Teens do not understand the impact of cyberbullying because they are not face to face with the victim
"Cyberbullies" harass and virtually attack classmates and acquaintances because they do not see the immediate consequences of their actions and mistakenly believe that their publications, tweets or emails cannot be traced, according to one expert.
"If a girl puts a wicked comment on the net, she need not witness the reaction of the injured target," said Brandie Oliver, assistant professor, Butler University in Indianapolis, USA, who supervises a mentoring program for high school youth. "Many students post messages that they would never say in a face to face situation."
.Children should be taught to take care of themselves - both in real time and in cyberspace, said Oliver. "Children need to speak and communicate with other children, particularly those who practice bullying, what they need and they do not want," explained the expert at the University in a statement.
As a wave of suicides in the United States has put the spotlight on cyberbullying, Oliver pointed out some ways to help young people survive the cyber attacks, and also protect themselves from future attacks:
Only accept friends who are well known and trusted in your network.
Do not participate in virtual bullying, gossip or sharing embarrassing photos and videos - whether yours or those of someone else.
Understand that any message, photo or video posted on the net can be viewed and commented on by others.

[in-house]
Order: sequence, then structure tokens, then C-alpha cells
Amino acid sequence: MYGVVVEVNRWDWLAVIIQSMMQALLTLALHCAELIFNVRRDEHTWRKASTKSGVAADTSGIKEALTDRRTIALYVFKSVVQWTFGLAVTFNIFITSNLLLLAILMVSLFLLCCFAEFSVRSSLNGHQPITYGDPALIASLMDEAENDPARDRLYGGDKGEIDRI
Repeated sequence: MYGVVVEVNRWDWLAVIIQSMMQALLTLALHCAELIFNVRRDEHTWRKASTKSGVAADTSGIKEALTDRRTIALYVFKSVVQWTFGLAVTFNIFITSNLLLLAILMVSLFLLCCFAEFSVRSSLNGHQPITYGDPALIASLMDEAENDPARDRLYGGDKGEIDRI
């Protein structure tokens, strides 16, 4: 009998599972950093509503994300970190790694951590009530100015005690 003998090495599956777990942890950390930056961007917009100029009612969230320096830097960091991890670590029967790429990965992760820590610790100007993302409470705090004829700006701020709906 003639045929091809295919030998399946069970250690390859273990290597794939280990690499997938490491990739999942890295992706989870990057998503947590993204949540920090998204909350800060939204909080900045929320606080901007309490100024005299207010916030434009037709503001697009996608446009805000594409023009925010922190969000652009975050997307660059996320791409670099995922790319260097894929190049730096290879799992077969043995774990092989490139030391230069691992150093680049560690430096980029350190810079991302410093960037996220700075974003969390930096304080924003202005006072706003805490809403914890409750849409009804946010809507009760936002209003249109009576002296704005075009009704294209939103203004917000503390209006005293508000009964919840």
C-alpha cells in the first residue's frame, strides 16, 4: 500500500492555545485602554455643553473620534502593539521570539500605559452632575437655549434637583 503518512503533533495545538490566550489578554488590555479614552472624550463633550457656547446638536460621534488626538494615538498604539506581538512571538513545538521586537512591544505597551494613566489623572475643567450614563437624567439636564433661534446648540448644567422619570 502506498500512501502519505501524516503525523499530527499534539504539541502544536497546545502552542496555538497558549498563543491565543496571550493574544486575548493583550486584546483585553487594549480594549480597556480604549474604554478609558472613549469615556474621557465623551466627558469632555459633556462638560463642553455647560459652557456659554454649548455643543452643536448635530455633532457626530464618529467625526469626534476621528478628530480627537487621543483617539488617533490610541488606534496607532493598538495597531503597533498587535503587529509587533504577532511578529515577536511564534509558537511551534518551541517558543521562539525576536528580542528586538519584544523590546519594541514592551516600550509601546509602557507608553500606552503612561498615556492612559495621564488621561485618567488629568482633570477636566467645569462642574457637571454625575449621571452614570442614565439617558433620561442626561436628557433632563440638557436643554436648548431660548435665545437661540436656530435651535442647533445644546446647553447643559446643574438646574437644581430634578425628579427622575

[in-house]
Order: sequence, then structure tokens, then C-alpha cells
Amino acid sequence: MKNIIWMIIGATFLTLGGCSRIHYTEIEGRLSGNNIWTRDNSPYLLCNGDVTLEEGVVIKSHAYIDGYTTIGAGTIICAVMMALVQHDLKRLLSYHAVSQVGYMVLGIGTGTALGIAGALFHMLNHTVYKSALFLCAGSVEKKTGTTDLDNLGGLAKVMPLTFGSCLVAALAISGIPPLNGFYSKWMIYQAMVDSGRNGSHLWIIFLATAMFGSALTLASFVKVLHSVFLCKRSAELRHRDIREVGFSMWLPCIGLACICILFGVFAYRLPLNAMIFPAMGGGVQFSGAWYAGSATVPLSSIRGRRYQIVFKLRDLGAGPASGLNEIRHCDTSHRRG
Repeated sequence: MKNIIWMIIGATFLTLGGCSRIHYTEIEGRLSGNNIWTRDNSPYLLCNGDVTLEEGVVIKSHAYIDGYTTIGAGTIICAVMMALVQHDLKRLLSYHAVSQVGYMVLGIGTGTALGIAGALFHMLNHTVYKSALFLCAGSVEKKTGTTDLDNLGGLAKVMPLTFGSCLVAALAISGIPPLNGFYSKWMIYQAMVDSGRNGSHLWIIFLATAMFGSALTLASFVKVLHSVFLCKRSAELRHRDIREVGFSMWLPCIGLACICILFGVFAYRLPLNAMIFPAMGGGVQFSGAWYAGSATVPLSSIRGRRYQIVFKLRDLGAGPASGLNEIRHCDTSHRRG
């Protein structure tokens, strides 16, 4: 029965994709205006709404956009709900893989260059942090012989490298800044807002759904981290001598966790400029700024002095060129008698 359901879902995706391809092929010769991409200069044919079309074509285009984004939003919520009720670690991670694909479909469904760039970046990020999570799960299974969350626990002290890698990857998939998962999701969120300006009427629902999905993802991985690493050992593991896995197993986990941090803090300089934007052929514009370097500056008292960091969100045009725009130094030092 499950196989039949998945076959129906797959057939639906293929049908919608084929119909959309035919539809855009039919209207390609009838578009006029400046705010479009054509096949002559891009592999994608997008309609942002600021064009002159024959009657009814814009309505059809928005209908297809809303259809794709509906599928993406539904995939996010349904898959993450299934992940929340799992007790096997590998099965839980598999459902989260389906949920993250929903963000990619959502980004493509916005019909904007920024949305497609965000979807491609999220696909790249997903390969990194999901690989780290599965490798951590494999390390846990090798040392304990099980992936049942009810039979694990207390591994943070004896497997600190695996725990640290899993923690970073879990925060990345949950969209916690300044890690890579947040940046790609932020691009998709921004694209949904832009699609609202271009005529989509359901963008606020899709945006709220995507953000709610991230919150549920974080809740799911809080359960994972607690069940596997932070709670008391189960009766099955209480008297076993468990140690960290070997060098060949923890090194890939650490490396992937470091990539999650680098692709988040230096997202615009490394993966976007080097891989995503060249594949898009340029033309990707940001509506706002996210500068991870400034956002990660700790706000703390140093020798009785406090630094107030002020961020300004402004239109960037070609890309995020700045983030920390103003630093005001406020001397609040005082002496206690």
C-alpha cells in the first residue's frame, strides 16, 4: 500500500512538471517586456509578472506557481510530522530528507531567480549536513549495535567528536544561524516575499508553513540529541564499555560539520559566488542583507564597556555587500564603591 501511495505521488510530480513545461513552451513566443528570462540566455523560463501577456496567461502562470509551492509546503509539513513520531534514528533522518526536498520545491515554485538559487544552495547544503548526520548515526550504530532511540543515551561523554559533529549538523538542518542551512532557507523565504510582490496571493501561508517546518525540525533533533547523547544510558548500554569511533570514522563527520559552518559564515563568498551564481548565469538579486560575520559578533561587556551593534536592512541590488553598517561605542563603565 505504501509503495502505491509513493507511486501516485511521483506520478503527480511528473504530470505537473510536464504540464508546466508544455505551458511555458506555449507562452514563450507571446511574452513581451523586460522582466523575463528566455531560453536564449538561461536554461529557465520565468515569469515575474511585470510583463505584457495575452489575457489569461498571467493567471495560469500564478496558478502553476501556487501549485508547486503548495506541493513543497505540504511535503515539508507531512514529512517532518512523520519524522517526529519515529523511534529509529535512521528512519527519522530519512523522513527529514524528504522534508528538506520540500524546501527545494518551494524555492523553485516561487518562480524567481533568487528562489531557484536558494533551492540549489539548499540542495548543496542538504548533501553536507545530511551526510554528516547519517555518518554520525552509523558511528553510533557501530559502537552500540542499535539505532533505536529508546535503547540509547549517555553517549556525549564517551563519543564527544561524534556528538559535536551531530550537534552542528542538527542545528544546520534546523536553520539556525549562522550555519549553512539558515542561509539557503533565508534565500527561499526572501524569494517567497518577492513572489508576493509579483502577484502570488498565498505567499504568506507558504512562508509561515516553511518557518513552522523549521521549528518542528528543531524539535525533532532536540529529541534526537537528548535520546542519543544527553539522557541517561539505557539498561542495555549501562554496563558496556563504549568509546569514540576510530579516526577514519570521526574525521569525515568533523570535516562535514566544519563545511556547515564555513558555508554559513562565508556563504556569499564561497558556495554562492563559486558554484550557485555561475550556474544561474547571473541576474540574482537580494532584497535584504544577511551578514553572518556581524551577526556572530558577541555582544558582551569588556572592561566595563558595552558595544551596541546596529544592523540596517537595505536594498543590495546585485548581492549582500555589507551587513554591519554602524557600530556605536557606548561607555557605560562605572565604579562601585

Parents must become involved and help children understand the virtual world, as Oliver advised. According to him, limit internet access if they believe their teens are not able to cope with the exhausting drama that can happen on the net.
Oliver said that his own teenage daughter said that "everyone" has a Facebook account. "I know that is not true, and I do not feel that my daughter is ready to take that digital step. You need to stand firm in your decision and remain like a father."
Parents should also get their children to engage in activities that build confidence and help them defend against the bullying that they can potentially suffer. "Children with self-confidence have a built-in shield against bullying," he said.
Oliver added that young people should be encouraged to protect other children who are victims of bullying and to report any harassment or bullying to an adult.
Translated from the Portuguese version by: